Ramadan, the ninth month of the Islamic calendar and one of the most holy and spiritual times of the year for Muslims all over the world, began on 2 April 2022. It is a time for spiritual reflection, charitable giving, spending time with family and prayer. Fasting during the month of Ramadan is one of the five pillars of Islam. Many Muslims will now be fasting, refraining from food and drink during daylight hours, only breaking their fast before sunrise and after sunset. Employers across the UK should consider how best to support their Muslim colleagues throughout the month of Ramadan. Here are some practical tips and things for employers to consider:
Ask questions, do not make assumptions
Everyone will have a different relationship and approach to their faith and not all Muslims will fast throughout Ramadan. There are a number of reasons for this, including pregnancy, physical and mental health, and it is important not to assume a person is or is not fasting.
Those fasting will refrain from eating and drinking (including water) during daylight hours, that can be as long as 14 -15 hours a day without food or water. Understandably, those fasting may suffer from fatigue and dips in energy. Employers should be alive to these needs and allow more frequent rest breaks to enable those fasting to rest, recharge and practice their faith.
Employers should also consider allowing their Muslim colleagues to have flexibility around their working hours to suit their needs. For example, allowing employees to forgo their lunch breaks or to start earlier in favour of finishing early are potential workplace adjustments employers may consider.
Employers should be conscious of scheduling meetings and events during Ramadan and consider any impact on their colleagues who are fasting. As well as fasting, Ramadan is a time for spiritual reflection, prayer and spending time with family, so employers should bear this in mind when scheduling meetings/events. Meetings should be kept to core working hours to allow Muslim colleagues to celebrate the month of Ramadan. Especially when scheduling international meetings across time zones, it is important to be mindful and aware of scheduling meetings at times that do not impact upon meal times.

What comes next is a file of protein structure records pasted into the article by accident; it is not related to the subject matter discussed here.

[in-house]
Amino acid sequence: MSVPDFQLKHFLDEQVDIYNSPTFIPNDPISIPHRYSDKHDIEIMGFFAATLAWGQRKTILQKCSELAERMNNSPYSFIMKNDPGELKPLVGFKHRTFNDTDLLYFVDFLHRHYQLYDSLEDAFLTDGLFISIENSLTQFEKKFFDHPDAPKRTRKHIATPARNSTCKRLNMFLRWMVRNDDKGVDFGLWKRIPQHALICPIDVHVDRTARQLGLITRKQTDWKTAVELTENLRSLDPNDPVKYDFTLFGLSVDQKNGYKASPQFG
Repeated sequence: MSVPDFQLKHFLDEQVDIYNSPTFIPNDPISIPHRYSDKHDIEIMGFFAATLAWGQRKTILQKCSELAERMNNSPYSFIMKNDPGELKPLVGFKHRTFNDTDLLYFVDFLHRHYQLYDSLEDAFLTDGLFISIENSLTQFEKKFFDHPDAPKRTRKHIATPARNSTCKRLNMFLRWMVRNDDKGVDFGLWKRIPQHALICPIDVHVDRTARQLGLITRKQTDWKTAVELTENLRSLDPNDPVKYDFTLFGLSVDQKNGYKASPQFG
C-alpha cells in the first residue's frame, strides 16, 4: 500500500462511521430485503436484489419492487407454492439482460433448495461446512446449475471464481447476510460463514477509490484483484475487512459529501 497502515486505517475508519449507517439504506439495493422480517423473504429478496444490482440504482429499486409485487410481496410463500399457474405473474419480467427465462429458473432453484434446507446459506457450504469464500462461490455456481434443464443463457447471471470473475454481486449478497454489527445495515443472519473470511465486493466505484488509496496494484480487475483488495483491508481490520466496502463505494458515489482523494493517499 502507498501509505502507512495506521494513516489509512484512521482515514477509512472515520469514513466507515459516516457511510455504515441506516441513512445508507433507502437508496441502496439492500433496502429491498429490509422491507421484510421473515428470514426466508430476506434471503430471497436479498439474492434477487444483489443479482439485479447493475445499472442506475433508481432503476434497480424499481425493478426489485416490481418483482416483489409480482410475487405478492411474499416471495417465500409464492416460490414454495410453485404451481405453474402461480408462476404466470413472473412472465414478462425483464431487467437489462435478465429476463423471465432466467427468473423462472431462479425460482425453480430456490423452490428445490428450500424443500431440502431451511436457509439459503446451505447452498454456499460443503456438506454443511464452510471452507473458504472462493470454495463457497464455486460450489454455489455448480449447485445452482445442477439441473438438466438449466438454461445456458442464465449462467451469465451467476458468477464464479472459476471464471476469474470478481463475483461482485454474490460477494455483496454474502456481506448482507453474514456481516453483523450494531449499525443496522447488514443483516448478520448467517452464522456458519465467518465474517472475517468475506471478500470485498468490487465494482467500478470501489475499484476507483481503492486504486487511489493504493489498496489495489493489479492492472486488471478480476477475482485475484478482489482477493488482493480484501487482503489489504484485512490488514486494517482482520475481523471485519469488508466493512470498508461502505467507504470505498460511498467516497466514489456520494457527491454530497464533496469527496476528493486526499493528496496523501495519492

The end of Ramadan is marked by Eid al-Fitr, a huge religious celebration. Employers should recognise that the exact date of Eid al-Fitr is not fixed; it is dependent on moon-sightings. Whilst it is expected to take place around 2 May, there is as yet no definite date. Therefore, some employees may request leave at short notice and employers should be proactive and engage with them to accommodate such requests where possible.
Employers can take steps to raise awareness in the workplace by making their other employees aware of Ramadan, what it is and what it signifies for Muslim colleagues. There are many options for employers to raise awareness and celebrate diversity and inclusion throughout Ramadan. Perhaps, most simply of all, employers may decide to wish all of those observing Ramadan health, peace and happiness.